PS. Yes, a "perfect diet" would have no refined sugar .. but who said an athlete needs to eat a perfect diet to have a good diet?
Q. I’m the coach of both a youth football team and a youth baseball team. in the summer, I’ve have noticed that the kids ask for water breaks during baseball more often than in the fall. Since the weather is typically cooler in the fall, should I schedule fewer water breaks or should I give the football players the same drinking opportunities as the kids in the summer?
ANSWER: Yes, you should indeed schedule as many water breaks! For youth football players, the weather can become tropical inside their uniforms. They can sweat a lot, even if the weather feels cool for the coaches and parents. Yet, because the weather is cool, the kids may not think to drink as often.
If the kids become dehydrated, they will be cranky, tired, and have less fun. One goal of youth sports is to have FUN! So please do offer your team frequent drinking opportunities. You can use the breaks as a time to educate the kids about the importance of staying well hydrated so they feel better and prevent needless fatigue.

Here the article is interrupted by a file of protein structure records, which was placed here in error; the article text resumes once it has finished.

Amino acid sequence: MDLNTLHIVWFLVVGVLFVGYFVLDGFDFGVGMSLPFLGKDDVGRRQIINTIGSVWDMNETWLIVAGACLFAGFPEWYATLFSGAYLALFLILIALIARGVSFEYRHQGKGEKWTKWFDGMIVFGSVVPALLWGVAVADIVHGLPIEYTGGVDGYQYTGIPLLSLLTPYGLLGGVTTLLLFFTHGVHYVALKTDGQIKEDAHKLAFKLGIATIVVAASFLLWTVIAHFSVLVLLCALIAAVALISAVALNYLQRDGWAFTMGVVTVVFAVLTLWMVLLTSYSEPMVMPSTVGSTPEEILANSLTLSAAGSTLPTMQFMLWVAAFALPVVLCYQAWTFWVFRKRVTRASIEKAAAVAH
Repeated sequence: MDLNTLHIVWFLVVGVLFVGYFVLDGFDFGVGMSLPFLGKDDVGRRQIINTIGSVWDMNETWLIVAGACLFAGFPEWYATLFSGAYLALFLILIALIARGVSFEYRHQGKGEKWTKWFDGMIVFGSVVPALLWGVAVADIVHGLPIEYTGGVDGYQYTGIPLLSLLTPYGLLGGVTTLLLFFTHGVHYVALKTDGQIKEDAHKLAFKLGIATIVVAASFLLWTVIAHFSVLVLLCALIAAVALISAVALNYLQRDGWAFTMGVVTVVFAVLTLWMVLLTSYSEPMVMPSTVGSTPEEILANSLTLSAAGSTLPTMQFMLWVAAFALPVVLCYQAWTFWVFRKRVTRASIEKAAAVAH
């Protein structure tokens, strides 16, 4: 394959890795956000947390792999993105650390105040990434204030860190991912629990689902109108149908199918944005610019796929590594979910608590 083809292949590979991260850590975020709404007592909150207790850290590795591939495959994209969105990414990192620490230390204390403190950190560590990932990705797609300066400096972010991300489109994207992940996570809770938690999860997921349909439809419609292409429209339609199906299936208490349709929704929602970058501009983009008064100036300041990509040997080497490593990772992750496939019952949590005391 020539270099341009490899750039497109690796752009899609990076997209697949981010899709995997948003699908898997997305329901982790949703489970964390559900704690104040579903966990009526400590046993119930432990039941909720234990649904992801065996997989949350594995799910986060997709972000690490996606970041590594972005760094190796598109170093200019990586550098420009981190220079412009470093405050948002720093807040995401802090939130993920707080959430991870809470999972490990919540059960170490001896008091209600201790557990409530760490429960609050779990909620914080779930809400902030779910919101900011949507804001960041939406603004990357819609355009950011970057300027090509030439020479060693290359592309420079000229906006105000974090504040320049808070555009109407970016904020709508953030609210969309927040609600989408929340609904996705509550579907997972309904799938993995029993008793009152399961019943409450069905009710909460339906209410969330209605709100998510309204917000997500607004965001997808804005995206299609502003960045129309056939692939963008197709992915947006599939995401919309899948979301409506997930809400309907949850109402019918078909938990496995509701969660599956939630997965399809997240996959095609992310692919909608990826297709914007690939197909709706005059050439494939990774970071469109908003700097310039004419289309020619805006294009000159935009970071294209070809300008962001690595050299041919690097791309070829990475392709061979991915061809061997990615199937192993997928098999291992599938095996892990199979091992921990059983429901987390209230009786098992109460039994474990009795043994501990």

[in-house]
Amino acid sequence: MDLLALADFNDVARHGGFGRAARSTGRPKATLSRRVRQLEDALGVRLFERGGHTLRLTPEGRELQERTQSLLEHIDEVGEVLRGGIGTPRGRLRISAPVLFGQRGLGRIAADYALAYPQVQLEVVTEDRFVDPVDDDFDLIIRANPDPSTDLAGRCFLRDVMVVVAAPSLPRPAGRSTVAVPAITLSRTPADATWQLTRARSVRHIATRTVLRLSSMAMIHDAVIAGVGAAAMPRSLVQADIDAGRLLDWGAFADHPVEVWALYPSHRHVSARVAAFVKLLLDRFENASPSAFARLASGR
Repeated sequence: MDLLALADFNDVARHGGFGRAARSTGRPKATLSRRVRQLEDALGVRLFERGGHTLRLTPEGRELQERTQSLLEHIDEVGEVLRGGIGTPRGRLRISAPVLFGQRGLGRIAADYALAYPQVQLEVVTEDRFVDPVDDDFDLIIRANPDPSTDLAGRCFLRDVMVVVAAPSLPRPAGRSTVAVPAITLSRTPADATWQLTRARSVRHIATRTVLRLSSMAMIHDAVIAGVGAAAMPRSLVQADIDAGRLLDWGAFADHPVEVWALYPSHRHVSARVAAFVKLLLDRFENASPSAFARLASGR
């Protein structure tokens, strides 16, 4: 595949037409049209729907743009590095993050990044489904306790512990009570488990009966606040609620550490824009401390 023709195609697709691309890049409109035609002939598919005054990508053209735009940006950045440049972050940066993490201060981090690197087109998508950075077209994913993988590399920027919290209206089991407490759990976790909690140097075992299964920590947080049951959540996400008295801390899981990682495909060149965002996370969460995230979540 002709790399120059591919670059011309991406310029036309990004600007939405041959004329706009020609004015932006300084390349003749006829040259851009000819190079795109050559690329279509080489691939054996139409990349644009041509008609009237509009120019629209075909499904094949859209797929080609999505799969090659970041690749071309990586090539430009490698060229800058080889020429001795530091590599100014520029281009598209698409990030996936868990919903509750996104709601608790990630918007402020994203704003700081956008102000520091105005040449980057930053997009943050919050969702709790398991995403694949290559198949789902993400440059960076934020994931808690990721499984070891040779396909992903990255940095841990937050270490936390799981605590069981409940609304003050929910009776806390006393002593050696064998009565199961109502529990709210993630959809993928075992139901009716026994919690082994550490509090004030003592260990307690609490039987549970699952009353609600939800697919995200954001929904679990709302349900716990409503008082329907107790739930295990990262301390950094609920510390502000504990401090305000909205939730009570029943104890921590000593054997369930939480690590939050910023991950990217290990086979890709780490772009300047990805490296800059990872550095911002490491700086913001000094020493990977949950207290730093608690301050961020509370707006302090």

As for what to drink, water is generally fine for youth sports. As long as they have had a pre-practice snack, they will have the energy they need to perform well and will not need sugar-based sports drinks.They will not be sweating enough to require the little bit of sodium (electrolyte) that is in a sports drink. Sports drinks are designed to be takenduring endurance exercise that lasts for more than 1.5 hours, such as marathons; sports drinks generally are not essential for youth sports.